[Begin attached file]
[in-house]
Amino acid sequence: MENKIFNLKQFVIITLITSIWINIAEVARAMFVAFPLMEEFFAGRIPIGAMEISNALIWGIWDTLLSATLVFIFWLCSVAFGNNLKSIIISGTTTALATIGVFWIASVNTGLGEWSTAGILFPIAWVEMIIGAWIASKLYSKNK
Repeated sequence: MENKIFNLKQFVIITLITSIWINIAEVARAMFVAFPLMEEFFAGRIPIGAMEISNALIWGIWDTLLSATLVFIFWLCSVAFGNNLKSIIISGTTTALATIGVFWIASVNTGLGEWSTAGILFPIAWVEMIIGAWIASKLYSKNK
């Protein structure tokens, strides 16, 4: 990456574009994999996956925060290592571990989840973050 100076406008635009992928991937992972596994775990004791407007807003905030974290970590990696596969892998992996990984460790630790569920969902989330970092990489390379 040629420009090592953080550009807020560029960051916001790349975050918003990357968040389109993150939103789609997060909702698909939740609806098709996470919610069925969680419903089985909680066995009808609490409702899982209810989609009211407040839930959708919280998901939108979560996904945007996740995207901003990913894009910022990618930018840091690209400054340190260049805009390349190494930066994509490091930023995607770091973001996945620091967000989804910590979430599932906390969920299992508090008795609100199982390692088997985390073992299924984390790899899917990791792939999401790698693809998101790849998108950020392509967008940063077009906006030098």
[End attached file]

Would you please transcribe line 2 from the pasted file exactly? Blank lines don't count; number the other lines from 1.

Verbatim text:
Amino acid sequence: MENKIFNLKQFVIITLITSIWINIAEVARAMFVAFPLMEEFFAGRIPIGAMEISNALIWGIWDTLLSATLVFIFWLCSVAFGNNLKSIIISGTTTALATIGVFWIASVNTGLGEWSTAGILFPIAWVEMIIGAWIASKLYSKNK